New way to fight endometriosis


Research at the University of Oxford, UK, has found a potential new way to fight endometriosis - a disease that causes pain, inflammation and infertility in women.


Currently hormonal or surgical treatments are used for this disease, which affects one in 10 women, but it is hoped a non-hormonal therapy can be developed that has fewer side effects.


The Oxford team carried out genetic analyses of rhesus macaques with endometriosis - as they develop the condition naturally - and human patients and identified a gene (NPSR1) associated with the disease.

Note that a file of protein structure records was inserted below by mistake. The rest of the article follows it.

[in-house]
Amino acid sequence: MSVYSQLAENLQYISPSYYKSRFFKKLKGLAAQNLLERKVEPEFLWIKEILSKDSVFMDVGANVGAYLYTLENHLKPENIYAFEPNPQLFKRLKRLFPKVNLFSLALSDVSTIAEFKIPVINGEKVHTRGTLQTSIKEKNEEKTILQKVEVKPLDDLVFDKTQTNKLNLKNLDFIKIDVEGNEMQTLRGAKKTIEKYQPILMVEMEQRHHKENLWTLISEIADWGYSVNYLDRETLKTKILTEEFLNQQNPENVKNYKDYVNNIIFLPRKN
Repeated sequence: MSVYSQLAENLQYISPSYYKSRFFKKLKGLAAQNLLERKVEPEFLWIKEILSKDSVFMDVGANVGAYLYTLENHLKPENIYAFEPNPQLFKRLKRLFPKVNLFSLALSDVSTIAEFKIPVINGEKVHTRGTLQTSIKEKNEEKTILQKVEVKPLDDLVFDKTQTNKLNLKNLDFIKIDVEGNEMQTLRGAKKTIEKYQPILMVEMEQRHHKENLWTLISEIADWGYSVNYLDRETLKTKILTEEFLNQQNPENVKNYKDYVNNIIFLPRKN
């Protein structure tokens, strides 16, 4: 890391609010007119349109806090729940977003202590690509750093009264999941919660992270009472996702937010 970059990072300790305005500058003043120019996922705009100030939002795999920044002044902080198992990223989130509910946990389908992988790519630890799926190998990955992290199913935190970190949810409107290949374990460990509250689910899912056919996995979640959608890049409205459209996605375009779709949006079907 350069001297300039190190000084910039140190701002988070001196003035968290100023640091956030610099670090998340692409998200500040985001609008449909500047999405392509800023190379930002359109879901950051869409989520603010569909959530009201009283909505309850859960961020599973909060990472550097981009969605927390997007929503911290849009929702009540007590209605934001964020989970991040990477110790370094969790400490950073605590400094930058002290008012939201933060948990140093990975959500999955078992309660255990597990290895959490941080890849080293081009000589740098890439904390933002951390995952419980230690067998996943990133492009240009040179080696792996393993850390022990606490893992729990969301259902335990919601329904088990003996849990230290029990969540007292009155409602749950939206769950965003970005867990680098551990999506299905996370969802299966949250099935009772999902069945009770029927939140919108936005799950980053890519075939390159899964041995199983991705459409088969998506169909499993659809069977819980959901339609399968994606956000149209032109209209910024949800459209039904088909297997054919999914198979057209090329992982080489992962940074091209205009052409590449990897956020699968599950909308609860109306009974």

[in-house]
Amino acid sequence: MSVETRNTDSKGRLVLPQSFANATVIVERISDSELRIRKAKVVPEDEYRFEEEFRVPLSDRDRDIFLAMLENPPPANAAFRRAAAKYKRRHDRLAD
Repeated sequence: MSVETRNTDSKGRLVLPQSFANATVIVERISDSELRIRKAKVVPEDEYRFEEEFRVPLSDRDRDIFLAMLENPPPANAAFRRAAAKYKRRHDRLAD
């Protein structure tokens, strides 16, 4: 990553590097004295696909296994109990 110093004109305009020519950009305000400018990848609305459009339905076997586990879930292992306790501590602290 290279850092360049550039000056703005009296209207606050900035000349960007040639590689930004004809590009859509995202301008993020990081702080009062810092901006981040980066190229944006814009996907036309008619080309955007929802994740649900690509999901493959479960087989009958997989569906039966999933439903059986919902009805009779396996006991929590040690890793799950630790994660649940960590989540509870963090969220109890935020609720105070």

The findings, published in the Science Translational Medicine journal, showed that, in mouse models (that don’t naturally develop the condition), a drug that inhibits the NPSR1 gene led to a reduction of inflammation and pain.

Further studies in monkeys are now needed, but the findings give hope for a non-hormonal treatment for endometriosis.

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